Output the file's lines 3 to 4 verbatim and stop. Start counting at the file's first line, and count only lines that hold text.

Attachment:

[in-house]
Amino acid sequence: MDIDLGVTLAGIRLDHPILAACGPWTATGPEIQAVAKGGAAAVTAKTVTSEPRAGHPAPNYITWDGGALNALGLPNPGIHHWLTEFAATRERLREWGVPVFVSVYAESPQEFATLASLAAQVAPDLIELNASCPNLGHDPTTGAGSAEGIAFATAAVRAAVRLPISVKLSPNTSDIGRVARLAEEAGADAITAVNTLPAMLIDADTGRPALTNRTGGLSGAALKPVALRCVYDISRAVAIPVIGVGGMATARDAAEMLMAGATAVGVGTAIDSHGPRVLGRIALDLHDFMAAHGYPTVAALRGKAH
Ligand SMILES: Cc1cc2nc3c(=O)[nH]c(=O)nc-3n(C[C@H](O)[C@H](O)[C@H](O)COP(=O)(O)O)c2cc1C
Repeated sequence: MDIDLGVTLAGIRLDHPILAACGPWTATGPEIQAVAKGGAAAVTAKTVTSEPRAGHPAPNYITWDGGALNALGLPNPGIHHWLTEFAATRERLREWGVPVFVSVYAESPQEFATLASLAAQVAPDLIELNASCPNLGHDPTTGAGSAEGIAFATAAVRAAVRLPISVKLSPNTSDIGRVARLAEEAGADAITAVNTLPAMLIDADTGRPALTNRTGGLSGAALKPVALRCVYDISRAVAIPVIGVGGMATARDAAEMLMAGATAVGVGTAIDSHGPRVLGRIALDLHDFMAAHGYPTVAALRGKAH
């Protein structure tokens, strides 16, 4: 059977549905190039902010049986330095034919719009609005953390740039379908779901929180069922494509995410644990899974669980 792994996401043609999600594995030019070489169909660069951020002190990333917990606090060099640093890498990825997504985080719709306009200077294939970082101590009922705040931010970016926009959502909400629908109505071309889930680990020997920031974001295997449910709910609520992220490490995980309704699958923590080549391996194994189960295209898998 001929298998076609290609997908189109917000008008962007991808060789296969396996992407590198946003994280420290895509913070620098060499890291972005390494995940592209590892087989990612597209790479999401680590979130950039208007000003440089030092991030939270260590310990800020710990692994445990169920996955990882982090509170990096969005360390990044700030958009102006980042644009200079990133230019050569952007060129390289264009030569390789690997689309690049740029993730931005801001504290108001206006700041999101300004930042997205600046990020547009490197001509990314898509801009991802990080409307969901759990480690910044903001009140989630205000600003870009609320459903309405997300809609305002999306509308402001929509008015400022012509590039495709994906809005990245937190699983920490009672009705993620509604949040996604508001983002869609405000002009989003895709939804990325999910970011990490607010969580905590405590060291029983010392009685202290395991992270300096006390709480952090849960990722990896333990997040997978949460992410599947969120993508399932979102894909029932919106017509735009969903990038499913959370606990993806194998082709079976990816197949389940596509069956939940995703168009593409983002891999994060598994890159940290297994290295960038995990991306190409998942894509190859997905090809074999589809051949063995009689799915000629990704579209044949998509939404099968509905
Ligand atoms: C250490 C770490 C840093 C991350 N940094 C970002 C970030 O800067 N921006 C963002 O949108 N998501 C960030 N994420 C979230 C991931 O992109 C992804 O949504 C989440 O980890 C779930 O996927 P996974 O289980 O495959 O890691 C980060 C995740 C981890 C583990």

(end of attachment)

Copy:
Ligand SMILES: Cc1cc2nc3c(=O)[nH]c(=O)nc-3n(C[C@H](O)[C@H](O)[C@H](O)COP(=O)(O)O)c2cc1C
Repeated sequence: MDIDLGVTLAGIRLDHPILAACGPWTATGPEIQAVAKGGAAAVTAKTVTSEPRAGHPAPNYITWDGGALNALGLPNPGIHHWLTEFAATRERLREWGVPVFVSVYAESPQEFATLASLAAQVAPDLIELNASCPNLGHDPTTGAGSAEGIAFATAAVRAAVRLPISVKLSPNTSDIGRVARLAEEAGADAITAVNTLPAMLIDADTGRPALTNRTGGLSGAALKPVALRCVYDISRAVAIPVIGVGGMATARDAAEMLMAGATAVGVGTAIDSHGPRVLGRIALDLHDFMAAHGYPTVAALRGKAH